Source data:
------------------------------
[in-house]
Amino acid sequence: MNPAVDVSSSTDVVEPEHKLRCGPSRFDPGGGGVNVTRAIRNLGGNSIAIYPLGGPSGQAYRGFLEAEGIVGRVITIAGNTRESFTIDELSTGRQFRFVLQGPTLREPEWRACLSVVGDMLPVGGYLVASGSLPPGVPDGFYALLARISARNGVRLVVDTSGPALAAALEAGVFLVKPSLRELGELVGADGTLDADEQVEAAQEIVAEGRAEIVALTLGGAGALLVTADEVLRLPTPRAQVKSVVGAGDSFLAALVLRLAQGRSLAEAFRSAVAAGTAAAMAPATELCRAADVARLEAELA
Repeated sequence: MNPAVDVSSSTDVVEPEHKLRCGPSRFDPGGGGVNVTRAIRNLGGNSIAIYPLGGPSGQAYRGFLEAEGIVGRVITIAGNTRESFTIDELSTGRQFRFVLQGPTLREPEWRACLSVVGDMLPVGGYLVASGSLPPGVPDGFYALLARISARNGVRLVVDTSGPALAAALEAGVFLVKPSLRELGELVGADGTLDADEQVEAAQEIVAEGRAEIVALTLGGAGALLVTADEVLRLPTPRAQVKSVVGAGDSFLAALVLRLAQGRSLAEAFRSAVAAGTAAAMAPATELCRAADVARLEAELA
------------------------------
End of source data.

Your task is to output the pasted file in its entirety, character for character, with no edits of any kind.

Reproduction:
[in-house]
Amino acid sequence: MNPAVDVSSSTDVVEPEHKLRCGPSRFDPGGGGVNVTRAIRNLGGNSIAIYPLGGPSGQAYRGFLEAEGIVGRVITIAGNTRESFTIDELSTGRQFRFVLQGPTLREPEWRACLSVVGDMLPVGGYLVASGSLPPGVPDGFYALLARISARNGVRLVVDTSGPALAAALEAGVFLVKPSLRELGELVGADGTLDADEQVEAAQEIVAEGRAEIVALTLGGAGALLVTADEVLRLPTPRAQVKSVVGAGDSFLAALVLRLAQGRSLAEAFRSAVAAGTAAAMAPATELCRAADVARLEAELA
Repeated sequence: MNPAVDVSSSTDVVEPEHKLRCGPSRFDPGGGGVNVTRAIRNLGGNSIAIYPLGGPSGQAYRGFLEAEGIVGRVITIAGNTRESFTIDELSTGRQFRFVLQGPTLREPEWRACLSVVGDMLPVGGYLVASGSLPPGVPDGFYALLARISARNGVRLVVDTSGPALAAALEAGVFLVKPSLRELGELVGADGTLDADEQVEAAQEIVAEGRAEIVALTLGGAGALLVTADEVLRLPTPRAQVKSVVGAGDSFLAALVLRLAQGRSLAEAFRSAVAAGTAAAMAPATELCRAADVARLEAELA